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How Does A Great Book Become A Horrible Movie?

Here’s the thing about movies.

If you’re going to remake a film, a film that won multiple Academy Awards and received rave reviews, then you better do an unbelievably good job.

That’s why I believe the Gatsby film was a success. The previous film versions of the classic novel sucked, so the bar was set pretty low when Baz Luhrmann got around to making the movie. It wasn’t just better than previous Gatsby movies–it was a very good movie on its merit.

On the flip side, what about All The King’s Men?

With the novel, which is also my current read from the Time list, Robert Penn Warren won the Pulitzer in 1947. Playing off that success, Robert Rossen directed the 1949 movie, which won three Academy Awards, including the big one—Best Picture.

Here’s a trailer for the 1949 film, which starred Broderick Crawford.

Now, fast forward to 2006. Steven Zaillian decides he wants to remake a modern version of the classic film.

On paper, the movie seems like an easy winner. The all-star cast was ridiculous, and I mean that in a good way: Sean Penn, Anthony Hopkins, Jude Law, Kate Winslet and James Gandolfini. It’s Hannibal Lecter and Tony Soprano in the same film!

But the reviews say the 2006 version of All The King’s Men is a complete dud. It has an 11% rating on Rotten Tomatoes! Granted, as I learned from the Gatsby film, you can’t always trust reviews. But 11%? Wow.

But, still, popular opinion is that this version of the film sucked—despite having what seemed like all the ingredients for success, including a proven story and great actors.

Here’s a trailer for the 2006 version of All The King’s Men.

So my question: What happened?

The book’s a Pulitzer winner. The original movie is an Academy Award winner. What happened with the 2006 movie?

How can a novel that translated so well to film, and seemed so right, go so wrong the second time around?

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29 Comments Post a comment
  1. Gwen #

    I haven’t seen All the King’s Men, because it doesn’t appeal to me. But it’s interesting – a lot of films with all star casts are often way overrated. I typically steer clear of those films, because they seem to mask a shaky script with the big names.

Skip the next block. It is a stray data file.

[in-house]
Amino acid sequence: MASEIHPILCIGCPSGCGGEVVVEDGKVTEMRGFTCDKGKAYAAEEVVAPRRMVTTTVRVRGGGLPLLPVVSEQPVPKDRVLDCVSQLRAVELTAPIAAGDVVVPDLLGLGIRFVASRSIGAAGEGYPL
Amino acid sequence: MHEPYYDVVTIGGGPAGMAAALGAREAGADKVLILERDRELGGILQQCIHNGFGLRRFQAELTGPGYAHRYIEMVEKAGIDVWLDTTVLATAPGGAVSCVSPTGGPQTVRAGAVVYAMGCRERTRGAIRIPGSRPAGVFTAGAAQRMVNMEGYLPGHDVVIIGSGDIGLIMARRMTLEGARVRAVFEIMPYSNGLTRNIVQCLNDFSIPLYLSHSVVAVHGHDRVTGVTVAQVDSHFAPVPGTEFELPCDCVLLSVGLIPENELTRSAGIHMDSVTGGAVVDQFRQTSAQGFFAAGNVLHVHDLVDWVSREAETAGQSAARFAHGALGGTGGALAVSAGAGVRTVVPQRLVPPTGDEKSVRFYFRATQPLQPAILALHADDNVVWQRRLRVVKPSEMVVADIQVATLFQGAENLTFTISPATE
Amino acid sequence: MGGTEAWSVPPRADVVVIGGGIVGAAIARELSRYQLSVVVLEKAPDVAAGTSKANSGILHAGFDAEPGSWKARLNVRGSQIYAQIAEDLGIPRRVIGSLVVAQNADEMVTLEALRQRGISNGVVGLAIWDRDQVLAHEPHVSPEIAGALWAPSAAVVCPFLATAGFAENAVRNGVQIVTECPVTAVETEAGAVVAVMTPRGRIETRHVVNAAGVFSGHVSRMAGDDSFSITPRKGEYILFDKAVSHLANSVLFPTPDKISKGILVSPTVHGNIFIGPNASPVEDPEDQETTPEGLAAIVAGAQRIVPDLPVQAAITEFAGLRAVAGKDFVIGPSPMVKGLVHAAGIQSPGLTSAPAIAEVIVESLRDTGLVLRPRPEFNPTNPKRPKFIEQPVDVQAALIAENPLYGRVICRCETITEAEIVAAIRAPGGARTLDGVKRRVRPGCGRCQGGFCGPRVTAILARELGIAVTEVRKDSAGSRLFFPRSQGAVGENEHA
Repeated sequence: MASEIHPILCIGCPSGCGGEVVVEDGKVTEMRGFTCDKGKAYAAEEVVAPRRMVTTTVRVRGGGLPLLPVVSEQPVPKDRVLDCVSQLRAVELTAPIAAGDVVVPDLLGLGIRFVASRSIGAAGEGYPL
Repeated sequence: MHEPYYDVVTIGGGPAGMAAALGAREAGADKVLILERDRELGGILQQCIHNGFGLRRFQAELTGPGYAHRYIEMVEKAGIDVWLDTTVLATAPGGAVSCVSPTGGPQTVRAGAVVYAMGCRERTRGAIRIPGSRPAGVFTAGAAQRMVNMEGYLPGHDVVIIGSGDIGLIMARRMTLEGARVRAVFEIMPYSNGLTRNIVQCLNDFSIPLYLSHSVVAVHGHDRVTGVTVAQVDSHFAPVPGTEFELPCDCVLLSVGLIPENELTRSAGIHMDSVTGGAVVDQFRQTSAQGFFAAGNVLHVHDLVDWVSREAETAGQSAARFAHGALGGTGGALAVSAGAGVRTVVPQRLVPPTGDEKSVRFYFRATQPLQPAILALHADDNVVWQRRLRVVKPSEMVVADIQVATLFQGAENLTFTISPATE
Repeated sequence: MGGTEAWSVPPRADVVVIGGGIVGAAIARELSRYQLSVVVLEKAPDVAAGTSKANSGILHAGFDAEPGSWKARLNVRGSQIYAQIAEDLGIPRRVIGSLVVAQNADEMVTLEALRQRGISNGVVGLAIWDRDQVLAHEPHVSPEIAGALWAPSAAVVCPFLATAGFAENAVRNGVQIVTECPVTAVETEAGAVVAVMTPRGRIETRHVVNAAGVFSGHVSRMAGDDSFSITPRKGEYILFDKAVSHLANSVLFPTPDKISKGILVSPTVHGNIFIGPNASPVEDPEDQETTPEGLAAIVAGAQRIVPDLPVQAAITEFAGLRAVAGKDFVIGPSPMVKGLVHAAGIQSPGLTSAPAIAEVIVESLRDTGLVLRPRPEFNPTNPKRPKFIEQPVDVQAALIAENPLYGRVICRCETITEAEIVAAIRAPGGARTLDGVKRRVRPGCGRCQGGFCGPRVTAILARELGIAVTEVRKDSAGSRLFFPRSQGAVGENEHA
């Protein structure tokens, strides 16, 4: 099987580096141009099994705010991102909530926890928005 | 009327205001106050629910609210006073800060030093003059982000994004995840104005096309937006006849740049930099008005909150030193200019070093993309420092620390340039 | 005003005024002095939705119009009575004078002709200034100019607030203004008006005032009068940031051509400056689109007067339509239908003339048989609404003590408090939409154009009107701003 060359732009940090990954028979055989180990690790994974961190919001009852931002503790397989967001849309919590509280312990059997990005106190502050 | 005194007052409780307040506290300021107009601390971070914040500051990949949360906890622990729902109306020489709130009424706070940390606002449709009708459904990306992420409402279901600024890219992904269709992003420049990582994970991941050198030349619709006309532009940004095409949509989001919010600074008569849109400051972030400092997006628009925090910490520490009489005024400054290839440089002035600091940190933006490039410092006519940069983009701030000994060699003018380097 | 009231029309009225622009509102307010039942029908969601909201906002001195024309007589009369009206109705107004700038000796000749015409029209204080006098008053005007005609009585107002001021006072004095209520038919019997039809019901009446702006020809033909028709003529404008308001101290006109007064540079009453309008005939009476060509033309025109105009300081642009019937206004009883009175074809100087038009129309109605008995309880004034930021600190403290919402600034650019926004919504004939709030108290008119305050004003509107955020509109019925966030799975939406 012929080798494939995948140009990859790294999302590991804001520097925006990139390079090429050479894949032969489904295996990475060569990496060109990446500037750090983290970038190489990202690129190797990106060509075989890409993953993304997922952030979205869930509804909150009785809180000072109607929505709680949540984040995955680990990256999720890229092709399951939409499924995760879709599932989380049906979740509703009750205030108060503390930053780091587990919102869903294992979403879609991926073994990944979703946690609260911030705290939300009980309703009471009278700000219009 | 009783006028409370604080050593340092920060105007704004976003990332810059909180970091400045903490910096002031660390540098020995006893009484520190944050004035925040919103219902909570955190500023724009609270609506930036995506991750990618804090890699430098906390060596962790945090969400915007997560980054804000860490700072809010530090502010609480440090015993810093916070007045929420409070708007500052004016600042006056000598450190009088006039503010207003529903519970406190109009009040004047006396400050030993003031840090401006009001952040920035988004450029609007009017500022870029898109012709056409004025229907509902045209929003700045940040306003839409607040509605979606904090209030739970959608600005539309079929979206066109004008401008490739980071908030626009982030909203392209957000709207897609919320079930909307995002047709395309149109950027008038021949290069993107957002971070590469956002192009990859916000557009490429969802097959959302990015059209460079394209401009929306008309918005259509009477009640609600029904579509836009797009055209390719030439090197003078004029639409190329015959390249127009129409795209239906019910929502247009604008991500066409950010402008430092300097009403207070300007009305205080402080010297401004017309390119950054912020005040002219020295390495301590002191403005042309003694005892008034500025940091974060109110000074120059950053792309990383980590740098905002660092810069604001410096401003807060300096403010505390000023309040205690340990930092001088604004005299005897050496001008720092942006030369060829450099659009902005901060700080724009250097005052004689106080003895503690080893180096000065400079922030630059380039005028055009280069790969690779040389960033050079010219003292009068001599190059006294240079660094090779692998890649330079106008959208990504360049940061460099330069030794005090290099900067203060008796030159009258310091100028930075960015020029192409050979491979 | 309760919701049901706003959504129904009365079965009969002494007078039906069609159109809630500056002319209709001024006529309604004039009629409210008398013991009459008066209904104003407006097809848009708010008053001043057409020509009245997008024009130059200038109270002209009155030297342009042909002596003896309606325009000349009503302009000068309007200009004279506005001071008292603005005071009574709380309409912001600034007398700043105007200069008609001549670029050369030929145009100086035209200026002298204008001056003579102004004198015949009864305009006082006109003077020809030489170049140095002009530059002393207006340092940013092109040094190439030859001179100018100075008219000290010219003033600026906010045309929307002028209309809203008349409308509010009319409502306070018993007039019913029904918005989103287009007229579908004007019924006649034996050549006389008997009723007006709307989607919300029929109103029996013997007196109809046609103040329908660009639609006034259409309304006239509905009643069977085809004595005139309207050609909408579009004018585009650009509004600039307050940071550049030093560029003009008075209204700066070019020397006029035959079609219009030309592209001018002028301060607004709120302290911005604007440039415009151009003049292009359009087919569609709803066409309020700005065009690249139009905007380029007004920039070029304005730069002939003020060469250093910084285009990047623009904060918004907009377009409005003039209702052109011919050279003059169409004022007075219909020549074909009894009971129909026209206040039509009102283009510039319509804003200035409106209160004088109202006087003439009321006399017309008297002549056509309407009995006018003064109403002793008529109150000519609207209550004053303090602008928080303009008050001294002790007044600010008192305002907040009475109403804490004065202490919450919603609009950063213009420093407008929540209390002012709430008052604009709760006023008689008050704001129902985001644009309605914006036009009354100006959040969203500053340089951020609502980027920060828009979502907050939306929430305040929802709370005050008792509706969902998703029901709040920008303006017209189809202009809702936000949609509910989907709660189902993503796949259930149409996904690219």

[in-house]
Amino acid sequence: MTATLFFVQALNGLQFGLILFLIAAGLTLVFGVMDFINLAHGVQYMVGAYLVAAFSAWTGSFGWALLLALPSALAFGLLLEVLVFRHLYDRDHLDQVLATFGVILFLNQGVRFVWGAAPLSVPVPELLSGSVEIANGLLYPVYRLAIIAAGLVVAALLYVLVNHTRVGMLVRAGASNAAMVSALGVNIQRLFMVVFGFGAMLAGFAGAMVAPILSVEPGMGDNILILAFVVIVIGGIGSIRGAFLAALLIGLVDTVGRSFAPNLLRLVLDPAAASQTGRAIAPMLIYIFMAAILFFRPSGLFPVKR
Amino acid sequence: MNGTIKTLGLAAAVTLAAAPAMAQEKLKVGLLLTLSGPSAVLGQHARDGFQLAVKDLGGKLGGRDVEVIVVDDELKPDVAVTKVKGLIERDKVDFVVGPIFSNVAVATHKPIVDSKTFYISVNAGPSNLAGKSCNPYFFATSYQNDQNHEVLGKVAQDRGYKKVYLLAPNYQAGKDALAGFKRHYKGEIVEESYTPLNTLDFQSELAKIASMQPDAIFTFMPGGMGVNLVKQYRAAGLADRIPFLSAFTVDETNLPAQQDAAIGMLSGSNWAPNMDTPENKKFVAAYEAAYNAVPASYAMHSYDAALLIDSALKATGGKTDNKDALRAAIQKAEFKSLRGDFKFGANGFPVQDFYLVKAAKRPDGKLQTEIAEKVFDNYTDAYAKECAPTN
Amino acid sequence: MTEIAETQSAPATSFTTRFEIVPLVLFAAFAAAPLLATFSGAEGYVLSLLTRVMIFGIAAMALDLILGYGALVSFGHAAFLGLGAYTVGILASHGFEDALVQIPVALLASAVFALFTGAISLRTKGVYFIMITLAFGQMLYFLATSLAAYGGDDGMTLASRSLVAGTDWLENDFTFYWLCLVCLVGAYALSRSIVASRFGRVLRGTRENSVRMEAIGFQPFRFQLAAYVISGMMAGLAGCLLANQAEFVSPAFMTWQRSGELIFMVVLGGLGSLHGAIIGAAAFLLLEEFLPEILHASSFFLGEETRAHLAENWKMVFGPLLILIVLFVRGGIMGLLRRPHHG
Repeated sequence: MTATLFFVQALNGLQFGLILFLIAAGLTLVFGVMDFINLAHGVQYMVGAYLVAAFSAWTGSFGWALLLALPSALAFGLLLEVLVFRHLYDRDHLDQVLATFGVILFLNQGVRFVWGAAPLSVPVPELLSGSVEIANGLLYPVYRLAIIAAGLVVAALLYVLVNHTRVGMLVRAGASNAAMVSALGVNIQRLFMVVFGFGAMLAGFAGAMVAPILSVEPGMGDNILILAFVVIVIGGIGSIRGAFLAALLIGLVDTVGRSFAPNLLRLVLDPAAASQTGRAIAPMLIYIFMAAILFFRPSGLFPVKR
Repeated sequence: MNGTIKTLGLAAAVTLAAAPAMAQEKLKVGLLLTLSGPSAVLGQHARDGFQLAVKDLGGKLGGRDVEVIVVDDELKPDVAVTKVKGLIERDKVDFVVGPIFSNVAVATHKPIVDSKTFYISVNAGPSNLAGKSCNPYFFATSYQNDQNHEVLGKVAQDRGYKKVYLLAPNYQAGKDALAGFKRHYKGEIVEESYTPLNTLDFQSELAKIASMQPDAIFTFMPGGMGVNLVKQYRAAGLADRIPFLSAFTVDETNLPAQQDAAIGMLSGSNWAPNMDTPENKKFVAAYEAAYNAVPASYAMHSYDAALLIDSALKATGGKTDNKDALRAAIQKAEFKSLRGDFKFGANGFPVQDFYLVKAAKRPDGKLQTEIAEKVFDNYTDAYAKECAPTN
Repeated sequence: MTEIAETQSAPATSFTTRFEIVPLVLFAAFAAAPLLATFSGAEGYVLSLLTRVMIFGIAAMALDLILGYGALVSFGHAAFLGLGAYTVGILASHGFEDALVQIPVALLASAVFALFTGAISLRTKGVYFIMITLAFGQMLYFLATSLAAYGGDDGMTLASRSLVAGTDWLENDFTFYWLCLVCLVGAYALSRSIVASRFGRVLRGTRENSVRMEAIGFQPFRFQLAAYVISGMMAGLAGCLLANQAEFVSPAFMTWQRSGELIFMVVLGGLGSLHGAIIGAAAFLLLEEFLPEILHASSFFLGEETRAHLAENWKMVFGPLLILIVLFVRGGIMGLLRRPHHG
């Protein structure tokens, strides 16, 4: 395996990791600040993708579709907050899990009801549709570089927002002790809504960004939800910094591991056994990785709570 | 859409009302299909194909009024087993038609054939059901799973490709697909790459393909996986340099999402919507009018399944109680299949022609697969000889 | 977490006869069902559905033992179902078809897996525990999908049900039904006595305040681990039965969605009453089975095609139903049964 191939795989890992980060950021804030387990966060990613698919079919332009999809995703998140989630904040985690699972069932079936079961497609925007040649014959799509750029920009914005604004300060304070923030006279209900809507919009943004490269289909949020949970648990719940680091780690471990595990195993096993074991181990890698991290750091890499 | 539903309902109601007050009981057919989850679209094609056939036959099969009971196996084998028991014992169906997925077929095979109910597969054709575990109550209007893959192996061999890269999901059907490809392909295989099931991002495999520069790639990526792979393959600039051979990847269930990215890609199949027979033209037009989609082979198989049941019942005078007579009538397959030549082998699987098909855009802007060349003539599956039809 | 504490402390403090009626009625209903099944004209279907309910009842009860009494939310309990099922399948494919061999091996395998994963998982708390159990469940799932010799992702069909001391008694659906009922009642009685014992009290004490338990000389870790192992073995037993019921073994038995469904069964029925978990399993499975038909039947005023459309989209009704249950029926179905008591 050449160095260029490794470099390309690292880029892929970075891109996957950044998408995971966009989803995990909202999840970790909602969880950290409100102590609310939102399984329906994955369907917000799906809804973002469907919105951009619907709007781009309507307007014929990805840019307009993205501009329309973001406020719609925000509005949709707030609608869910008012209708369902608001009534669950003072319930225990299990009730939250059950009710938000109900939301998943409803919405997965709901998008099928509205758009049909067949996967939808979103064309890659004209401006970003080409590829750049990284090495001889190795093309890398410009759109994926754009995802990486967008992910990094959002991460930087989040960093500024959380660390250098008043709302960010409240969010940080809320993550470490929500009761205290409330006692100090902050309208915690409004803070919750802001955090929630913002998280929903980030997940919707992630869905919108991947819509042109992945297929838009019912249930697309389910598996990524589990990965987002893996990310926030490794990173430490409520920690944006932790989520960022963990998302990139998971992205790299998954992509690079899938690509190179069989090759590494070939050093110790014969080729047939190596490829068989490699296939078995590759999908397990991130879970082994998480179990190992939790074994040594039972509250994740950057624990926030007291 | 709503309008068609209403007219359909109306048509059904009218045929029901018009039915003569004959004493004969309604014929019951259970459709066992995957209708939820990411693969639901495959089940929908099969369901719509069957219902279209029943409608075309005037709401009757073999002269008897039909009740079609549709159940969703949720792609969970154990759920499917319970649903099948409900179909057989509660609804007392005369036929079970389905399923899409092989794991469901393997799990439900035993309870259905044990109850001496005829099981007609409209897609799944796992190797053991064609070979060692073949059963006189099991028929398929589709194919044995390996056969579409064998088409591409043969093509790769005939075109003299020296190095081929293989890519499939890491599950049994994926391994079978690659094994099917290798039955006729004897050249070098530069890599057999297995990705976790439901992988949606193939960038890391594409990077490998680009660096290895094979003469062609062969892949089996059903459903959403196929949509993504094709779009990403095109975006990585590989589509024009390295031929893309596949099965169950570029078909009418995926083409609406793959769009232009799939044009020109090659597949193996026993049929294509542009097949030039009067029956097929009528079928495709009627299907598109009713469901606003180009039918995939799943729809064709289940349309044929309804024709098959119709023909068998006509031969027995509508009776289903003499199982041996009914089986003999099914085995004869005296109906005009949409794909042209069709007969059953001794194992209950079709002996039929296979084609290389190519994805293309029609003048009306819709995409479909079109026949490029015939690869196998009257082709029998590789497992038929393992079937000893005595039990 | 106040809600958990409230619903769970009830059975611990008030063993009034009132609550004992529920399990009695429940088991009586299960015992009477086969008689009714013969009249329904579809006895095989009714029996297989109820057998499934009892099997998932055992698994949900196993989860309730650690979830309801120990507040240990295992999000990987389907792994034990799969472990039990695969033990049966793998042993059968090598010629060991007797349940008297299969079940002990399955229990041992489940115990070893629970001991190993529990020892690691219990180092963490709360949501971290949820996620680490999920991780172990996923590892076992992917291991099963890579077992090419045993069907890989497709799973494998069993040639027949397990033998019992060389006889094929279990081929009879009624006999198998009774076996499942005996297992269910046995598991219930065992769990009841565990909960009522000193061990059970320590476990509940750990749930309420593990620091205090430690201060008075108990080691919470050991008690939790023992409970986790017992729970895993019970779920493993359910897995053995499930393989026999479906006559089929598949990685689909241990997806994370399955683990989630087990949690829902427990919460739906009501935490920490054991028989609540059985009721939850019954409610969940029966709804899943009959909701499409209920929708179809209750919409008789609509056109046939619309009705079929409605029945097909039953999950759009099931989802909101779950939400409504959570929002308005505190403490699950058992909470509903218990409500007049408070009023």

Like

    June 6, 2013
  2. Sometimes when it’s a great book, it’s best just to leave it at that. I tend not to watch the movies to the books I love for fear that it will leave a different impression on my mind. I am a movie and book lover and sometimes but they are two parts of my world and I will rarely make them one.

    Like

    June 6, 2013
  3. and I have no clue where the *and sometimes* come from in my post, lol

    Like

    June 6, 2013
  4. When I really love a book I am wary of watching a film adaptation in case it spoils it. Sometimes I am pleasantly surprised but too often I regret having my images tarnished – especially when an incredible story is changed for no apparent reason.

    Like

    June 6, 2013
  5. I think great books should be left as great books 🙂 Great article!

    Like

    June 6, 2013
  6. This may be a crazy idea, but do you thinking makes a difference that the 2006 version is in color? Or maybe if the setting of the 2006 version was modern times? Even watching the trailers, I didn’t believe it in color. In black and white, it was believable. Just a thought.

    Like

    June 6, 2013
  7. I haven’t seen or read All the King’s Men, but I just posted something on my own blog about film adaptations vs books. In order for an adaptation to be successful, I think you have to set out to make a good MOVIE. Period. Too often, film makers see a popular book and think that automatically translates into a good movie. They forget that they are still creating a film, albeit a film inspired by another medium.